Email Rule Number Two: Collect Addresses in a Responsible Manner While SPAM doesn’t work, opt-in emails do. These are email lists created because the client asked to be added to the list. But there are methods that are considered ethical and responsible for collecting email addresses, and others that aren’t. Be ethical, and use permission marketing techniques (your customers ask to be added to a list, or willingly give you their email address in return for a service you provide them with, and for which you indicate that they will receive regular emails). Your customers will appreciate it, and you’ll see much better response rates and fewer angry letters and SPAM warnings. Never, ever “harvest” email addresses, which is the opposite of permission mail lists (we’ll discuss this in more detail in lesson six). In addition to being unethical, it just doesn’t work. Harvested email lists normally generate clickthrough rates of less than 0.01%, which are abysmal, in addition to all of the negative perceptions and problems it causes (see rule number one above). And please, offer those on your list (that they opted into) the option of unsubscribing from your mail list. While we all hate to lose email clients, you will have the assurance that those who are on your list are there because they want to be, and aren’t deleting your emails before they even open them.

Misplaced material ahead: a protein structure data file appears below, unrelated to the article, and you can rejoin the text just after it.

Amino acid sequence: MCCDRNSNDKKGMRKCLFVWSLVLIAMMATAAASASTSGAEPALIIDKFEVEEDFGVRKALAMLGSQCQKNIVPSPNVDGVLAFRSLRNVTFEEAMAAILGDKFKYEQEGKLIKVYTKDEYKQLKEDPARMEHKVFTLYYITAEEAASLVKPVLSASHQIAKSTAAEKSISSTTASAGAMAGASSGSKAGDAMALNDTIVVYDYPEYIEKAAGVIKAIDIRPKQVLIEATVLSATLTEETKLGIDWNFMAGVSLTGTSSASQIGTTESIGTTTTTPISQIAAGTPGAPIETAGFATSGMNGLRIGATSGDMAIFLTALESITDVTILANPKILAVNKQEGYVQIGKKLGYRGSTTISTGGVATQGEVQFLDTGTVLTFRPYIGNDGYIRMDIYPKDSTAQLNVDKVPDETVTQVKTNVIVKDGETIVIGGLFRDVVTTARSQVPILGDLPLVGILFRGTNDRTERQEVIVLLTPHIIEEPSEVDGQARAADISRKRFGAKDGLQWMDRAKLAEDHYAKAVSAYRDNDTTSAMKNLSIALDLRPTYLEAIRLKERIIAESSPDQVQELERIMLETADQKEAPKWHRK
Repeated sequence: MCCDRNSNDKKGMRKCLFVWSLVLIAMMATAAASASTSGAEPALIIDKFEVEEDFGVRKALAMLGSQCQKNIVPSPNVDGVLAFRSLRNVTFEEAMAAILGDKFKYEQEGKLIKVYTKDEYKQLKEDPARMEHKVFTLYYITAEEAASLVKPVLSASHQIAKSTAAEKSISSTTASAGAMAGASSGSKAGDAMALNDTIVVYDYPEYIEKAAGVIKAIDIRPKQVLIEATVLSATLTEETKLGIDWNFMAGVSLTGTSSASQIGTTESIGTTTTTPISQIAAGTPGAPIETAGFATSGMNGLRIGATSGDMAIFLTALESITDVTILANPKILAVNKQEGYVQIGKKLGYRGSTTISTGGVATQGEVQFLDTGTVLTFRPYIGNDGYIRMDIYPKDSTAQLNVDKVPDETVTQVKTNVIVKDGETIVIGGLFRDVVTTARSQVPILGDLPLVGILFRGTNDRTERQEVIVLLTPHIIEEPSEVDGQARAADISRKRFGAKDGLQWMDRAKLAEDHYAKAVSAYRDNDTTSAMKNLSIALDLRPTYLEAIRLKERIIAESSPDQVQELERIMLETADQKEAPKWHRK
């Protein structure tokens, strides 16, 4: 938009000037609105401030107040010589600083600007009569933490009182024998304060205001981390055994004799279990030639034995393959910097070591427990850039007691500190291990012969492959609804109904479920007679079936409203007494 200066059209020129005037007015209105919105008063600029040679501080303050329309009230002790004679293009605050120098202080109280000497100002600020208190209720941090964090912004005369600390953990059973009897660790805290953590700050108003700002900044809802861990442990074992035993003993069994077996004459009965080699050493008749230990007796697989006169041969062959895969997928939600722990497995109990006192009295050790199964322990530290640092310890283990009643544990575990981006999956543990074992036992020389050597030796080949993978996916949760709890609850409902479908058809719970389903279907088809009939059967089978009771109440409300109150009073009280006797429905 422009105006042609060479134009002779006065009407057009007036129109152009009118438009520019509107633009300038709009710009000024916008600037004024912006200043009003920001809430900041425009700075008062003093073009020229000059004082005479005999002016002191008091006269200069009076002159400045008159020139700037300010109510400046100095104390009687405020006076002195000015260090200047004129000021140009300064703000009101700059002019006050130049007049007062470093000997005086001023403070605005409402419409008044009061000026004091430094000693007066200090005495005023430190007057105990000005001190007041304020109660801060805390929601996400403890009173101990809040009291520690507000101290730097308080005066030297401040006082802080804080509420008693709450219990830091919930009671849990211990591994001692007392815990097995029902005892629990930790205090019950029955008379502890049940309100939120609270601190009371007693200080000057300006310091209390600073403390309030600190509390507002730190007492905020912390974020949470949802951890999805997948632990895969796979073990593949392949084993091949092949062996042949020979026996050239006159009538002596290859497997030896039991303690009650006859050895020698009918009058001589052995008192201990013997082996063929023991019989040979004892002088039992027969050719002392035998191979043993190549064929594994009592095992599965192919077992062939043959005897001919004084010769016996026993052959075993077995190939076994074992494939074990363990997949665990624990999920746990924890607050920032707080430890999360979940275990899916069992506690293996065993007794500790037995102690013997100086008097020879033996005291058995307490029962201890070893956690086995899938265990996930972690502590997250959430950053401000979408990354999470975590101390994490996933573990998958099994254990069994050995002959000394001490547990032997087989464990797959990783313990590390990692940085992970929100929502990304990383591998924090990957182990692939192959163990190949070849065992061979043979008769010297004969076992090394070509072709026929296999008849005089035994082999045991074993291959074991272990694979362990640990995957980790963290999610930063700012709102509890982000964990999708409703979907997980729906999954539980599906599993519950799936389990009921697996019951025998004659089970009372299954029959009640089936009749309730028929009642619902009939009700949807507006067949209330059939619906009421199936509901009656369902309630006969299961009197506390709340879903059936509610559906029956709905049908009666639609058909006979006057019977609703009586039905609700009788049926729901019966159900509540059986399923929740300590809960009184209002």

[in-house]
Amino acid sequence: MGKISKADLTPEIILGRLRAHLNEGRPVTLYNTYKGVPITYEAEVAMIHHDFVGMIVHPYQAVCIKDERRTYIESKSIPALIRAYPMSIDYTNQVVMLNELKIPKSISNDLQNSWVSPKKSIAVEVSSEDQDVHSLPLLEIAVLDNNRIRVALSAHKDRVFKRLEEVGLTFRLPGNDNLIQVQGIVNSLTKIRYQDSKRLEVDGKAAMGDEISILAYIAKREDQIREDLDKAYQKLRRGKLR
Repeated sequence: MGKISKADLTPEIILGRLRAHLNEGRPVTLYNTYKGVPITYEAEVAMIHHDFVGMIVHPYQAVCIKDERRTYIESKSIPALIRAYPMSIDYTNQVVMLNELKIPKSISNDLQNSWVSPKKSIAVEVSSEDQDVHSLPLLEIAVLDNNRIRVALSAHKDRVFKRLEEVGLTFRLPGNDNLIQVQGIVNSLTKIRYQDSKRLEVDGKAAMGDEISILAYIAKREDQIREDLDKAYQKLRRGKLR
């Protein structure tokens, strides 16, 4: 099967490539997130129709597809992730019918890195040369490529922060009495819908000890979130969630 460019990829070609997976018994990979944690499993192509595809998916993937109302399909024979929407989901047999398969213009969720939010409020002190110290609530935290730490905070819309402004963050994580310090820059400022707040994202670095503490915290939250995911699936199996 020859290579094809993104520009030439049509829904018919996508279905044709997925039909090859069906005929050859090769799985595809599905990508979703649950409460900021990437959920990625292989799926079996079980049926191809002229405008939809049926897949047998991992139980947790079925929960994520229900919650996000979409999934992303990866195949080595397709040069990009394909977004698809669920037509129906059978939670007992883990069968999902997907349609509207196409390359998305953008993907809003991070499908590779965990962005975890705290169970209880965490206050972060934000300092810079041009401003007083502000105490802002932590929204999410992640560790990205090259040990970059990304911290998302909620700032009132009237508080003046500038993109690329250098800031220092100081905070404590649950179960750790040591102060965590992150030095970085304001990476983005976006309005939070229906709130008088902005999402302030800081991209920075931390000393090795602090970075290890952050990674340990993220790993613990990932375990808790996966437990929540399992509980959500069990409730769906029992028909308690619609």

Email Rule Number Three: Provide Contact Information When people read your emails, they may have questions, concerns, or want to tell you how great your emails are. They may even want to learn more about your products or services. They can’t do this if you don’t provide contact information in the email, since hitting the “reply” button in some cases sends the email back to a list server address. Let folks know who you are. It’s good business practice, and reassures them that you are a real, ethical, responsible business person that they want to do business with. When you provide them with a clear email address or toll-free phone number that they can reach you at in each of your email communications, you’ve helped establish your reliability.